1. Configuring DNS for a brand new domain name.
  2. Setting up a brand new WordPress website with a new/existing domain.
  3. Migrating an existing WordPress site from another web host to WPMU DEV hosting.

See our official documentation section for complete step-by-step documentation on managing domains and DNS records from the HUB.

DNS screenshots in the tutorials below are from our new Hub 2.0 interface. Our Hosting interface will be upgraded to Hub 2.0 shortly. Check out the new Hub 2.0 features here:The Hub 2.0

1. Configuring DNS for a Brand New Domain Name

For this example, we’ll set up DNS nameserver records to point a brand new domain name to WPMU DEV.

Once this is done, we’ll change the domain registrar’s nameservers to point the domain to WPMU DEV’s DNS server, so we can set up web hosting and manage DNS for the domain all from WPMU DEV.

To get started, log into your WPMU DEV member’s area, then go to The Hub and click on DNS.

Hub - DNS menu
Select DNS in The Hub.

Click the + symbol to add your domain.

Add your first domain to manage DNS
Let’s add your domain…

Type in or paste your domain into the Domain field. After the system checks and validates your domain, click the blue arrow to continue.

Add New Domain
Looking good…

As this is a brand new domain, there are no previous DNS records to verify, so let’s skip this step and click the blue arrow to continue.

Setup DNS - Verify DNS Records screen.
Nothing to see here-click the blue arrow to skip this step!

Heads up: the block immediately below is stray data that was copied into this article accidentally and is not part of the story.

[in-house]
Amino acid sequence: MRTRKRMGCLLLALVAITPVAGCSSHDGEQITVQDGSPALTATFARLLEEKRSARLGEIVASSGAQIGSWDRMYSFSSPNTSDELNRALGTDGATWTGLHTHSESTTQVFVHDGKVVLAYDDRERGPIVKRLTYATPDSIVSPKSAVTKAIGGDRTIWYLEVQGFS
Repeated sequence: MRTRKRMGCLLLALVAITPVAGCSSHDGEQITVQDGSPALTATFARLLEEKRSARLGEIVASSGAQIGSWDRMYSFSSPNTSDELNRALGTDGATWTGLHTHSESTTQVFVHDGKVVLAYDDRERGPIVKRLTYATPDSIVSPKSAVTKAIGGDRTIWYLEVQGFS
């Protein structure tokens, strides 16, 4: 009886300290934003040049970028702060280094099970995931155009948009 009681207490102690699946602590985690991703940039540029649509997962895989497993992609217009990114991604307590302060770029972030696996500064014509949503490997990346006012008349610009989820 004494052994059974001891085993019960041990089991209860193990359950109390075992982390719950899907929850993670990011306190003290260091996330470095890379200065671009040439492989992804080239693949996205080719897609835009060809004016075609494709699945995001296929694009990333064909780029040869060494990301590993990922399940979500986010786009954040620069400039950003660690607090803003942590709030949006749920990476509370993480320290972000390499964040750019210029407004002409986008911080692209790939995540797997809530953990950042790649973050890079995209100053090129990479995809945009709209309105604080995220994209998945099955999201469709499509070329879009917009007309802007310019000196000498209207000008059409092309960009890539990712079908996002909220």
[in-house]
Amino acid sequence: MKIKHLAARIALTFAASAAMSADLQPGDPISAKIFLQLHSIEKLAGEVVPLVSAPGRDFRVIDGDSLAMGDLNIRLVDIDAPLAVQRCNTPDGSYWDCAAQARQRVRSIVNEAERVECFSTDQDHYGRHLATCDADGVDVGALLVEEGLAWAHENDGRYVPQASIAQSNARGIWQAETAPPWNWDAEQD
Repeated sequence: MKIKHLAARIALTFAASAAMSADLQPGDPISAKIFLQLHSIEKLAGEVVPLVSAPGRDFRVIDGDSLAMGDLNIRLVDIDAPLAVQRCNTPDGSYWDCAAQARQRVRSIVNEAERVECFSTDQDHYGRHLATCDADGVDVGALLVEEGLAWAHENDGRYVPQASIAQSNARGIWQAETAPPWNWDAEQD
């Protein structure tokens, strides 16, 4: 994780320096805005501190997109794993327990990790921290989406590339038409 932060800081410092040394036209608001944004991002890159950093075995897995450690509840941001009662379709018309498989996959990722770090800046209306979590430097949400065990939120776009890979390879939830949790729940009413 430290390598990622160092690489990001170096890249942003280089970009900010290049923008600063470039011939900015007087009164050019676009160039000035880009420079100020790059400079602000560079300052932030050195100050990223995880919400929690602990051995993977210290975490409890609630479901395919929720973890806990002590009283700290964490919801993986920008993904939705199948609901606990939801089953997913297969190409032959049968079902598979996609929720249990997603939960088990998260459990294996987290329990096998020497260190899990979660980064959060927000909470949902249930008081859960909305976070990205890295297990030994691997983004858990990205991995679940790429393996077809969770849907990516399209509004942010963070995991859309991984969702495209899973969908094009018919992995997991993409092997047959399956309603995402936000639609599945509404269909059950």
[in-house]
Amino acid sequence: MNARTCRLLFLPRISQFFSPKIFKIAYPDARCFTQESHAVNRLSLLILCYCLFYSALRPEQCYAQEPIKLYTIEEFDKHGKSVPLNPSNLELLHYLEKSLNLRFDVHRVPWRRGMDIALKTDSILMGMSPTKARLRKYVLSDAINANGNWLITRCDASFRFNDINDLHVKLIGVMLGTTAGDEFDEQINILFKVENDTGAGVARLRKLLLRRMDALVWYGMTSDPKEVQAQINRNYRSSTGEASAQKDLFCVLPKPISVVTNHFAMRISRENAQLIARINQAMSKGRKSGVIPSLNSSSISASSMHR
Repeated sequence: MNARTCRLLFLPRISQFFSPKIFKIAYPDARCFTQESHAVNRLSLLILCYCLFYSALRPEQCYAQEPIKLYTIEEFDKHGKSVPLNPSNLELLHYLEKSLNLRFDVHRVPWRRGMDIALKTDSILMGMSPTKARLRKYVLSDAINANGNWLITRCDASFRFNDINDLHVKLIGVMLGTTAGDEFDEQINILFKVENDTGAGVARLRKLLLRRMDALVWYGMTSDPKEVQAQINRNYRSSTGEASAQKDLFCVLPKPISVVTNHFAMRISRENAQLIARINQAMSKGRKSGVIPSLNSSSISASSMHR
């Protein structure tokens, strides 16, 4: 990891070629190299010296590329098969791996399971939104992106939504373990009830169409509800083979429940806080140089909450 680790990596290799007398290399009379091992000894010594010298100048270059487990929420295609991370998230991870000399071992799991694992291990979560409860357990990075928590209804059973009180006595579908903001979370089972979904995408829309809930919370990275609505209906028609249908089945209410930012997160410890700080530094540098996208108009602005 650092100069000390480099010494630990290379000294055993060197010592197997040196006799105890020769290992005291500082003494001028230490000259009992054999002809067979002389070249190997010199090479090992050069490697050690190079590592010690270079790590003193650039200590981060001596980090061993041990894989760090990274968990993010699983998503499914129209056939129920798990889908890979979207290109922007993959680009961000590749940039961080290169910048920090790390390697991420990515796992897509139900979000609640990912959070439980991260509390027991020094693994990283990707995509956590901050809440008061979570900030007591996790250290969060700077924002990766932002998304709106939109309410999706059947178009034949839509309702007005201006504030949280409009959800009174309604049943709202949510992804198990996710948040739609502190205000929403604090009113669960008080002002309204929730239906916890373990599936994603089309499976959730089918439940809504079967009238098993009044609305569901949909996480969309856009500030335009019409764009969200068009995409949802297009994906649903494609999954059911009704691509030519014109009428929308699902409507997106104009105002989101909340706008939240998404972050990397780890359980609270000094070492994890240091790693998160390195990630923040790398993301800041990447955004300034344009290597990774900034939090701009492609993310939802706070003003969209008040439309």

Our system automatically configures everything and displays the DNS server addresses you will need to enter into your domain registrar’s records.

This will point your domain to WPMU DEV’s nameservers and allow you to manage your domain’s DNS from WPMU DEV.

DNS Nameservers screen - WPMU DEV DNS
Almost there…we just need to point the domain to WPMU DEV nameservers.

Each domain registrar has its own process for managing nameservers.

For this example, I registered a free domain at freenom, so I’ve followed their documentation to change the nameserver records for my domain.

Refer to our documentation for guidance on editing nameservers using common domain registrars.

freenom nameserver records
Change the nameserver records in your domain registrar.

After changing nameserver records in your domain registrar, come back to The Hub DNS console and click the Check nameservers button.

Check nameservers button WPMU DEV DNS
Check nameservers…

Nameserver changes can take 24-48 hours to propagate.

If the nameservers haven’t propagated the new records, you will get a message letting you know that your domain is still not pointing to WPMU DEV’s nameservers. Give it anywhere from a few minutes to a day and try again.

Message displayed if nameserver settings not propagated.
Nameserver changes can take 24-48 hours to propagate.

You can use a free DNS propagation checking tool like DNSChecker or WhatsMyDNS to check the status of your nameserver propagation.

For this example, we’ll use DNSChecker.org.

Enter your domain, select NS from the dropdown menu, then click the search button to check DNS.

DNS Checker - DNS Propagation Checker
Check nameserver propagation using a DNS propagation tool like DNSChecker.org.

In this example, my domain’s nameserver propagation happened really fast (in under 5 minutes).

DNS Checker DNS Propagation results
This domain’s nameserver changes have already propagated to the new DNS server…woohoo!

Once the changes have propagated for your new domain, your DNS should be all set up.

DNS setup
Your DNS is all set up!

2. Setting Up a New WordPress Site and Domain Name

Suppose you want to host one or more WordPress sites with WPMU DEV.

Here are the steps you would take:

  1. Set up hosting for your new website with a temporary web address.